6. 6. Executive summaryMany of the prominent failures of corporate governance in Four clear messages were heard consistently:the last couple of decades have involved breakdowns and > Audit committees owe their primary responsibility todeficiencies in communication, internal control processes the board and work best when they are an integratedand financial reporting. Unfair to some, the perception is that part of the board processboards and audit committees failed to prevent these failures > Open debate and mature questioning are fundamentaland the external auditor failed to discover them. to their effectivenessThe upswing of government intervention and the general call > Audit committee members need sound commercialfrom investors for transparency and corporate accountability and financial knowledge but not necessarily deepdemands a response from boards, management and accounting knowledgeauditors. Against this backdrop, the role and function > Audit committees need high quality and reliableof the audit committee has come under the spotlight. information to fulfil their role and have an importantTo explore the workings of the audit committee further, responsibility in the selection of those responsible forthe Institute of Chartered Accountants in Australia, the delivering that information.Financial Reporting Council (UK) and the Institute of Interviewees said that the long-term effectiveness of theChartered Accountants of Scotland have interviewed audit audit committee will in part depend on its ability to renewcommittee chairmen and others involved in working with itself. Infusing fresh talent with new ideas will offer differentaudit committees of top tier companies in major securities perspectives. Diverse backgrounds and varied experiencemarkets to learn how these committees work and the enhance the efficacy of committees, especially whenchallenges they face. advising newly-listed companies.Questions were designed to evoke discussions around how Diversity of skills and experience among committee membersthese leading practitioners ensure their committees are is seen as an essential characteristic of an effective auditeffective (these questions are summarised in Appendix 1). committee. Financial expertise and literacy are important forIt is believed that these reflections will be of wider interest, most interviewees, but so is the ability of audit committeeparticularly to other audit committee members, while members to understand a company’s business and risk profile.recognising that there is no ‘one-size-fits-all’ best practice. While regulation is clearly relevant to the effectiveness ofThe interviews affirm that audit committees have grown audit committees, it is not considered the determining factor.to become one of the main pillars of the corporate Rather, the key to a truly effective audit committee is thegovernance system. behaviour and culture emanating from the board throughoutThe existence of an independent audit committee is the organisation’s management, committees and assurancerecognised internationally as an important feature of effective activities. This is something that cannot be regulated for.corporate governance. A clear sentiment resonates among The volatility of capital markets combined with the thirstaudit committee chairmen interviewed: there is a robust for transparency and investor information is increasing atacceptance of, and obligation to, conduct the job of providing a steady rate. The audit committee can play a key role inassistance to the board to fulfil its oversight responsibilities. meeting these demands. At the same time, a number ofThe audit committee runs a balancing act: effectively dealing interviewees warned of the danger of unrealistic expectationswith its additional oversight functions while, at the same around what committees can achieve.time, maintaining the collegiality and relationships that are This warning was also directed to companies and, lookingexpected of board directors. forward, there needs to be caution as to how far the role ofTo do this, the audit committee must give thought to the the audit committee extends. In handing new responsibilitiesrelationships it has with the board (in particular, the chairman to the audit committee, there is a risk of it becoming soof the company), management, other sub-committees and burdened that it is unable to carry out its core functionsthe internal and external auditors. The audit committee is in effectively.a key position to encourage open and frank communication.The approach to the role of audit committee chairmen andsome of the challenges facing audit committees todayare discussed in this paper. Many of the regulations andgovernance structures imposed on audit committees acrossthe different jurisdictions differ in the detail, and the exactremit of the committee also varies, but all share the commonobjective of ensuring effective, independent oversight offinancial reporting.6 Walk the line: Discussions and insights with leading audit committee members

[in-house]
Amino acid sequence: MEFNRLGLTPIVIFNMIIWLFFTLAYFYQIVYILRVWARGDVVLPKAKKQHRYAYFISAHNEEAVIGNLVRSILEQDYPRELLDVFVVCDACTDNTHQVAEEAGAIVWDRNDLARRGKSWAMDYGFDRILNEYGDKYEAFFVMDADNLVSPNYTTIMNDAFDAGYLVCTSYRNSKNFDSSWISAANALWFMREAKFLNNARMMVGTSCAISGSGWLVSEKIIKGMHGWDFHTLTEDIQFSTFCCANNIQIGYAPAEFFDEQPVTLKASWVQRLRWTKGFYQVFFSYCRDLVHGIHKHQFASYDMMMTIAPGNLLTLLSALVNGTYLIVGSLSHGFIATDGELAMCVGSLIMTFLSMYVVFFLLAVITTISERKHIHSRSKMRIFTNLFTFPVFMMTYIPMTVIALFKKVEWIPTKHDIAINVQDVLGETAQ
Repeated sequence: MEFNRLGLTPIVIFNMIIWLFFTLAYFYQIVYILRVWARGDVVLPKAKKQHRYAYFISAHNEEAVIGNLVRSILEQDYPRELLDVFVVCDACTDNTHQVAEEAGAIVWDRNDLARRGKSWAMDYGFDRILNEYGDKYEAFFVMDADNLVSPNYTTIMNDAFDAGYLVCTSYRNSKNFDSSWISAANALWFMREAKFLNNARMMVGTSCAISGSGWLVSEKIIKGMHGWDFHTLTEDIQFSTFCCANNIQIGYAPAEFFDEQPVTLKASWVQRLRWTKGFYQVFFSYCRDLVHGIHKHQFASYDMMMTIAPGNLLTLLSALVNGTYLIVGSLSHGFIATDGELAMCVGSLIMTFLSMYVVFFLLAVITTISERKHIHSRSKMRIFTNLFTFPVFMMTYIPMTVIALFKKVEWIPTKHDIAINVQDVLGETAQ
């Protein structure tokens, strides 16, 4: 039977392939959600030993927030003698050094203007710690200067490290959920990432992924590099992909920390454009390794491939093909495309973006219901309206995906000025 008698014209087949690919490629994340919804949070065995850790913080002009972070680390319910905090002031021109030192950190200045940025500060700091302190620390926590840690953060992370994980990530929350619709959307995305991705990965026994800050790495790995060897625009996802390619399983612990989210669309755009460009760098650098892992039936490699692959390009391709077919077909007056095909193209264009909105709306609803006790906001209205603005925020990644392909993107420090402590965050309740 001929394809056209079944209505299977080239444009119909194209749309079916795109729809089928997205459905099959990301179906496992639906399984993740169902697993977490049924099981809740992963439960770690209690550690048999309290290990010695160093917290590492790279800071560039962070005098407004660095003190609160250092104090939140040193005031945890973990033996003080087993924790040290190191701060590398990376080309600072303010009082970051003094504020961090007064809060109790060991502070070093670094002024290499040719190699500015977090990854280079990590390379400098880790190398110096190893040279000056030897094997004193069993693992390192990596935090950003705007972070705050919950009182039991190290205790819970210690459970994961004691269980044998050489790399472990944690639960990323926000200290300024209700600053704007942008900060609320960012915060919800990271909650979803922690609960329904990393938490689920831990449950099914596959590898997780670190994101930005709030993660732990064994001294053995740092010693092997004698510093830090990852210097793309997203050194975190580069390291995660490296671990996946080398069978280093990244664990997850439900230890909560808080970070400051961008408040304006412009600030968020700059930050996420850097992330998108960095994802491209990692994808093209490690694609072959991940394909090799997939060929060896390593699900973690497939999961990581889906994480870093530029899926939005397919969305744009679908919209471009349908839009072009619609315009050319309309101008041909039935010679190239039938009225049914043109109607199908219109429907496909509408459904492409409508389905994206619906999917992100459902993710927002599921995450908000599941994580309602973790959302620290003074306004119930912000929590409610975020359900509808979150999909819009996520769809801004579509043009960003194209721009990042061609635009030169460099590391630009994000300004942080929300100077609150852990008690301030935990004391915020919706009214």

7. 7. The functions of the audit committeeEffective audit committees foster high quality financial The oversight function of the audit committeereporting and good corporate governance. This emerged as The core functions for all audit committees are oversighta common observation from all interviewees with some even of the integrity of the financial reporting process andsuggesting that the audit committee was the single most reporting to the board. As part of this role, the committeesignificant board committee. receives and considers the external audit plan, the financialInterviewees said their core role as audit committee statements and the external auditor’s long form reportchairmen was to provide oversight of the preparation of to those charged with governance. The audit committeethe financial statements and to examine the related internal engages in a process of enquiry and discussion with bothcontrols. In some countries, audit committees typically also management and the external auditor, and highlightshave responsibility for broader aspects of internal control. significant areas of judgement.There was an acknowledgement that nurturing and building A general consensus among interviewees across jurisdictionsgood relationships with internal stakeholders, including was that the audit committee should carry the principalthe board, management and internal auditors was a key responsibility for advising the board on the selection,ingredient to well-functioning committees. Interviewees also appointment and rotation of external auditors and, ifhighlighted the crucial oversight role committees play in appropriate, recommend an extension in an audit partner’smanaging good relationships with external auditors. rotation period.When asked about whom they believed they were responsible Also sitting at the heart of the audit committee functionto, most interviewees responded that their primary is the oversight of the internal audit plan: reviewing andresponsibility was to the board as a delegate of the board. challenging management remediation plans, particularly theThe board in turn was responsible for looking after the timing, and identifying areas of significant risk. Many of theinterests of shareholders. audit committees covered by the interviews, particularly in the banking sector, also had responsibility for the selection It has been delegated to a committee that I chair to of internal auditors. ensure that particular aspects of governance are well In addition, interviewees acknowledged that audit and truly looked after on behalf of the shareholders... committees have a responsibility for the overall financial Knowing that you are really doing it on behalf of the governance of a company. This includes responsibility for broader board. ensuring that there is sound oversight of the processes used to maintain effective internal control over financial recording.In markets where companies had concentrated ownership,there was a clear recognition of a potential conflict of Fundamental to the work of an audit committee is itsinterest when a director held his or her position as the capacity to engage in a timely fashion in the activities that‘representative’ of a major investor. In other markets where it has to monitor. The protocols to achieve this are variedownership is more dispersed, such as the UK, this did not but include timely engagement with auditors so that keyemerge as an issue. But all interviewees firmly recognised areas of judgement can be given full consideration. In sometheir legal responsibility to all shareholders as discharged cases this also includes protocols for the audit committee tothrough the board. consider the accounting consequences of major transactions while they are in progress.All interviewees recognised the crucial role played by the Internal control and risk managementaudit committee chairman. The chairman is the voice of thecommittee at board meetings. They are also responsible for While all interviewees agree that overall responsibility forensuring open discussion in committee meetings, allowing risk rests with the board, there are differences in the wayall viewpoints to be heard and considered, and for managing in which oversight responsibilities are delegated at boardthe committee’s relationship with the board, management committee level.and the external and internal auditor. In some cases the audit committee is combined with a risk committee; in other cases the audit committee is You need a strong chairman of the audit committee. combined with a finance committee. Many interviewees, That chairman should make sure that the audit particularly in Australia, preferred the separation of the audit committee functions correctly. He or she should be committee from either the risk or the finance function but responsible back to the board to say what they did… this preference was not universal. Some interviewees in They should be smart enough, as most of them are, the United States of America and the UK expressed little to present the problems, and summarise them for enthusiasm for separate risk committees. the board.Walk the line: Discussions and insights with leading audit committee members 7